An increasing number of women are pursuing MBAs in preparation for leadership roles.

Share story

The business world has historically been dominated by men and, although we still have a long way to go before achieving parity, an increasing number of women are pursuing MBAs in preparation for leadership roles. A recent study from McKinsey showed that companies with diverse leadership perform better financially, further illustrating why it’s so important that workplaces strive for diversity at every level, from assistants to CEOs.

In MBA programs like University of Washington’s Foster School of Business, which Princeton Review ranked as No. 1 in resources for women MBAs, more than 40 percent of the students are women. This bodes well for the future direction of women in business. Here are some of the reasons representation is so important.

Women are thoughtful decision makers

When making decisions, women tend to be more risk-averse than their male counterparts. A study on “Why women make better directors,” published in the International Journal of Business Governance & Ethics in 2013, found that women were significantly more likely to make decisions using “Complex Moral Reasoning” rather than “Personal Interest” or “Normative” thinking.

“Women can be more thoughtful in decision-making and take more time,” says Mégan Lewis, senior associate director of Foster MBA Admissions. Men are more likely to take risks without assessing all the factors involved. Lewis says one style isn’t superior to the other — but pairing together these two styles of decision-making can be an asset when it’s time for companies to make decisions.

It opens up mentorship opportunities

Having a mentor in the workplace gives a leg up to entry- and mid-level employees — but, when women are underrepresented in leadership roles and on boards, it means younger women employees are less likely to have a mentor. “Inequality affects hiring all the way up, starting from entry level,” says Melissa Uyesugi, associate director of diversity and inclusion at Foster.

Lewis says mentorship often happens organically when, for example, an executive or board member sees potential in a younger man and asks him out for a drink to talk about his future career goals. “When you don’t have women in leadership who can do the same thing for younger women, then women really miss out,” she says.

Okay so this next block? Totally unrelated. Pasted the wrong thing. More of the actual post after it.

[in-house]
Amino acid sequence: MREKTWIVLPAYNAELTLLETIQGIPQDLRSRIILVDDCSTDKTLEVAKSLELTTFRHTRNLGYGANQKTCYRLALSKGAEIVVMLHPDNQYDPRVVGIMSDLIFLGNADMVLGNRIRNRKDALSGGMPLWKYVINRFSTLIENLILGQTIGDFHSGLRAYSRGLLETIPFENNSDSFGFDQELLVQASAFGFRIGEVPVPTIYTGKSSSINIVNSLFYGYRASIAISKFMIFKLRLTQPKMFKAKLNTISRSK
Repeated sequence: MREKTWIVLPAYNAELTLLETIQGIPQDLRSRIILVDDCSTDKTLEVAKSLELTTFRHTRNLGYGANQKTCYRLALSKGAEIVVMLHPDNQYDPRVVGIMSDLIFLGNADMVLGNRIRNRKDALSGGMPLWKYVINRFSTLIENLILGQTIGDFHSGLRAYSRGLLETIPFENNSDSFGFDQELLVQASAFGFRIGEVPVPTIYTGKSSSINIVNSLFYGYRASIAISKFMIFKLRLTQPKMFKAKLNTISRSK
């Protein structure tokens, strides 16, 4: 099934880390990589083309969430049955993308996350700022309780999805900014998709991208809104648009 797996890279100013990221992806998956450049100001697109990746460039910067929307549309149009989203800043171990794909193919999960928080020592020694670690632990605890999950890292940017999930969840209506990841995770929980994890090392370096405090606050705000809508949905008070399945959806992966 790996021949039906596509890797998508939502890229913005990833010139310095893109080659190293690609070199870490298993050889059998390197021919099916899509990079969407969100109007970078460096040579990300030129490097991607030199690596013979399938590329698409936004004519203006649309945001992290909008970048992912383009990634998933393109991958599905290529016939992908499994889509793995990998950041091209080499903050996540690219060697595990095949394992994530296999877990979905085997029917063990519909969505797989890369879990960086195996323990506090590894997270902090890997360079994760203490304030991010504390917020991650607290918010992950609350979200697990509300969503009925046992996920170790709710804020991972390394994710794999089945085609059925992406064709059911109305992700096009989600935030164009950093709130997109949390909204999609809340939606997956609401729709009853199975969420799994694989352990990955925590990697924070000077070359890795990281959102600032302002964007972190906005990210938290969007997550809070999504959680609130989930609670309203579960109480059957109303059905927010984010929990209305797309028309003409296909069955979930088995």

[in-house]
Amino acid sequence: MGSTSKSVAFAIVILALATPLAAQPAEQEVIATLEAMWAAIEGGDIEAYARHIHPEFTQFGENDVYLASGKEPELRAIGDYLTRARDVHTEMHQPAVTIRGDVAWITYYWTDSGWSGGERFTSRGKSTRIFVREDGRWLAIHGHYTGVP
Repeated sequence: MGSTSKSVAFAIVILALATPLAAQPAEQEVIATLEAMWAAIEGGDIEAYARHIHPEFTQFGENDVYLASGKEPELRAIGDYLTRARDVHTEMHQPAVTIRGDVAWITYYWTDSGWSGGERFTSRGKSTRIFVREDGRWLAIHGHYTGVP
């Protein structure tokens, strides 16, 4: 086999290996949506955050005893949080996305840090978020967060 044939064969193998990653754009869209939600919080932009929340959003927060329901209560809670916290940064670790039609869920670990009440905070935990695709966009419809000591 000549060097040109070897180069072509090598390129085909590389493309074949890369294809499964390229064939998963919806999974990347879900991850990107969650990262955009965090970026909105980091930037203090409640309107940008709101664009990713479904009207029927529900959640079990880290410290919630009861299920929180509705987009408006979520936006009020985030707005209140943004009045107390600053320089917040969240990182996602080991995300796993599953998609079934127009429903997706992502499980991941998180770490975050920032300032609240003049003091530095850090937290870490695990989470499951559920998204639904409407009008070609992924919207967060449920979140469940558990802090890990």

As Uyesugi emphasizes, this means systemic changes are needed because when women are represented on boards and at the top, it’s beneficial to everyone at the company.

Diversity in the workplace drives innovation

“Research shows that diversity in the workplace increases creativity and innovation,” says Elizabeth Umphress, associate professor of Management and Organization at Foster. When a company’s employees have a variety of diverse life experiences, more unique ideas are brought to the table.

Citing the McKinsey study, Rachel Johnson, co-president of the Graduate Women in Business club at Foster and a Forté Fellow, points out that improving representation and making a company’s leadership and board more diverse is also beneficial from a financial standpoint — and it makes perfect sense.

“Think of people making buying decisions. The people buying Microsoft and Amazon products aren’t just a homogeneous group of people; it’s a diverse group of people,” Johnson says. When there’s diversity, companies are going to make better decisions for their customers in the long run.

It benefits the community, too

“Women play a pivotal role in our communities,” Umphress says. “Organizations should reflect their communities in order to better serve those communities.”

When organizations don’t have diverse representation, they tend to miss out on opportunities to develop and improve their products and services to better serve their customers and clients. “It’s the right thing to do to increase diversity in the workplace, but it’s also the smart thing to do because diversity will help increase innovation and the ability to compete in an ever-changing world,” Umphress says.

Lewis notes that, for women in heterosexual marriages or partnerships, their presence in business has shifted the dynamic where men are expected and feel pressure to be the primary breadwinners. As women rise in the ranks of business, their partners can try pursuing their dream careers even if it means taking a pay cut. So there’s a ripple effect in some cases, and it changes up what gender roles look like both at home and in the workplace.

The Michael G. Foster School of Business at the University of Washington consistently ranks among the top business schools in the United States — for both undergraduate and graduate degrees.